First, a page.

You aren't using cookies, you're using session data. That's entirely different. Cookies are stored in the browser, sessions are stored in the server. Because the idea of a session is that it's side-wide, you'll have to manually implement whatever path-specific logic you have in mind.
If you want to use an actual cookie with a specific path, that's easy and documented in the web2py docs:
response.cookies['mycookie'] = 'somevalue'
response.cookies['mycookie']['expires'] = 24 * 3600
response.cookies['mycookie']['path'] = '/'
What's the difference between a session and a cookie? A cookie is a single chunk of information stored on the browser. So for example, if you want to keep track of shopping cart contents, plus font size preference, you might store several cookies, like so:
- SHOPPING_CART: Item1,Item2,Item3
- FONT_SIZE: 12pt
- NAME: Fred
Each of those variables would be stored in the browser with cookies. With a session, you only store one piece of information in the browser, a session_id:
Then on the server side, you'll have a session database that might look like this:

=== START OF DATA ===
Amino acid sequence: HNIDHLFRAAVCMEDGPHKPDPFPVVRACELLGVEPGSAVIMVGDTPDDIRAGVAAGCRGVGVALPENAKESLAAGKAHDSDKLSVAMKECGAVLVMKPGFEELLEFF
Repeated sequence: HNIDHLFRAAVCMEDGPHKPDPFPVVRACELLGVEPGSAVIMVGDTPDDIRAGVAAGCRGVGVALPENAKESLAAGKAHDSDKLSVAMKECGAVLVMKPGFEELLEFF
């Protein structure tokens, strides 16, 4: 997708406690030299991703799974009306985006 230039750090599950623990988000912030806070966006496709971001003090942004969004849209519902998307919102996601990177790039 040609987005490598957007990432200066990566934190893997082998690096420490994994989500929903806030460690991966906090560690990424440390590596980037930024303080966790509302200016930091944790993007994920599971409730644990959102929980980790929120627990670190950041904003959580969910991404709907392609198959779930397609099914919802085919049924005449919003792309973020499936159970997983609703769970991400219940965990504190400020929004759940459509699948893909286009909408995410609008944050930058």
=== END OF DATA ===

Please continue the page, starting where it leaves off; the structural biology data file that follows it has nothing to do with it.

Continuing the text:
| SESSION_ID | KEY | VALUE
| 56a3y678 | shopping-cart | Item1,Item2,Item3
| 56a3y678 | font-size | 12pt
| 56a3y678 | name | Fred
Storing information like this server side has a number of advantages. For one, you can store more information than the browser might let you. Also, because the server maintains its own database, you can trust it more safely; while a cookie of is_admin_user could not be trusted, a session variable could, generally.
The downside, obviously, is that instead of relying on the browser to keep everything updated, you're relying on your server software. So for example, if you have 10 web servers and users rotate between them, they all must talk to the same session database in order to work right.